Even though laws and policies regarding bicyclists sharing the road with vehicles have become more strict over the years, bicycle accidents are still a serious concern. Statistics show that these types of accidents are on the rise, with many resulting in fatalities and even more insignificant injuries.
In fact, according to the Pedestrian and Bicycle Information Center, there were over 800 deaths due to bicycle and motor vehicle accidents in 2015 alone, a six percent increase since 2006 and a twelve percent increase since 2014.
Fatalities are a small part of the amount of bike/vehicle crashes, though. It was estimated that in 2015, bicyclist injuries numbered over 45,000, although this number is thought to be low as many of these are not recorded.
Why are there are so many incidents involving bike crashes making headlines today, and what should you do if you are the victim of one? Here are six frequently asked questions and their answers as explained by an attorney.
6 Questions and Answers About Bike/Motor Vehicle Accidents
- What should I do if I am in a bike accident? If you are on a bike and hit by a car, you should absolutely first take control of your health. Treat the accident like a regular motor vehicle crash and cal the authorities.
You may need an ambulance to take you to the hospital for emergency treatment. If your injuries are not quite that severe, be sure to follow up with a family physician as soon as possible. This is crucial as sometimes accident injuries can take up to weeks to first start showing symptoms.
- Do I need to file a police report if I am in an accident? You should definitely call the police and file a report, even if you feel partially responsible for the accident. This report will be important in the future if you are injured and end up filing a lawsuit against the car driver to help you pay for your medical treatment and other bills.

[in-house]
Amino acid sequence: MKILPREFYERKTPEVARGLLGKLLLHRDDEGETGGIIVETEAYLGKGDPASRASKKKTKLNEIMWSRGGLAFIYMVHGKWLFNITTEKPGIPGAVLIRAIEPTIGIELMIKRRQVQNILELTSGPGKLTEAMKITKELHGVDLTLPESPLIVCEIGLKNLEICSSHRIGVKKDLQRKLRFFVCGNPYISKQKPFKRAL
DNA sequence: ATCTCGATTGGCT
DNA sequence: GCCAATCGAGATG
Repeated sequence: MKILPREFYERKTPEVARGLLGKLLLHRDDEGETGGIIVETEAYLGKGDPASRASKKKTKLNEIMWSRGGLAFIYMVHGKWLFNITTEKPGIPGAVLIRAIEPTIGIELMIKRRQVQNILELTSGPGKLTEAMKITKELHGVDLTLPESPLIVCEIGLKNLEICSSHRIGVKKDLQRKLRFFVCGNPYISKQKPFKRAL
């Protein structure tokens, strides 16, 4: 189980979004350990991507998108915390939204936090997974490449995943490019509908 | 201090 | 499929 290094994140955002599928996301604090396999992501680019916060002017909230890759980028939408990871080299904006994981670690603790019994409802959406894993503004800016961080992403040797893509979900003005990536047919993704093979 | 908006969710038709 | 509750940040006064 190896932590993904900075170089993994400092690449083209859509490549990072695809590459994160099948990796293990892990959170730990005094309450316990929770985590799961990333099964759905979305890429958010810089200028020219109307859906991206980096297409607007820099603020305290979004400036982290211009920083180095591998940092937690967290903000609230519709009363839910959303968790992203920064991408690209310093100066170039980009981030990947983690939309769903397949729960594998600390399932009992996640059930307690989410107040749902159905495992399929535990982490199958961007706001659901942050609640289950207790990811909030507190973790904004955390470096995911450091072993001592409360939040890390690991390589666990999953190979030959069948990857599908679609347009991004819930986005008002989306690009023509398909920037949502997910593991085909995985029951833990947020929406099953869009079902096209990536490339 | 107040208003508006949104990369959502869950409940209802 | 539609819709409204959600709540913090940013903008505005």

A police report will have crucial information such as the name and contact information of the driver, the location of the accident, and the contact info for any possible witnesses.
- Should I gather evidence myself? If you are not seriously injured, yes, you can always gather documentation to cover yourself should you need it. Take photographs of the scene, the car and any damage to it, and your bike. Also, take photos of any injuries you may have incurred such as scrapes and bruising.
- Doesn’t a bicyclist have the right of way? Actually, this is a very common misconception. Pedestrians always have the right of way, but bicyclists are responsible for following the laws and rules that a car must follow.
- Can I still file a lawsuit if the accident was partly my fault? Each state is different, but in most states, you can recover damages for injuries even if you are partially at fault. The damage amount is considered, as is the percentage of fault, and your compensation is generally reduced by the percentage of fault. If you were injured on a bicycle, seek the advice of an attorney before you make any decision as to filing a lawsuit.
- What is the time cut-off to file a claim after being in a bike accident? In most states, you have two years from the date of the accident to file a claim, but this can vary depending on the details of the accident and the parties involved. It is highly recommended that you speak to an attorney as soon as possible if you were injured in a bicycle accident.
Injured in a Bike Accident? Get Help Today
Thousands of people just like you are hurt every year in bike/motor vehicle crashes. You are not alone, even though you may feel like this stressful time is overwhelming.
Instead of going through this by yourself, call an expert attorney to help guide you through the steps you need to take to help you recover from your injuries, get your medical bills taken care of, and determine if you are entitled to other compensation.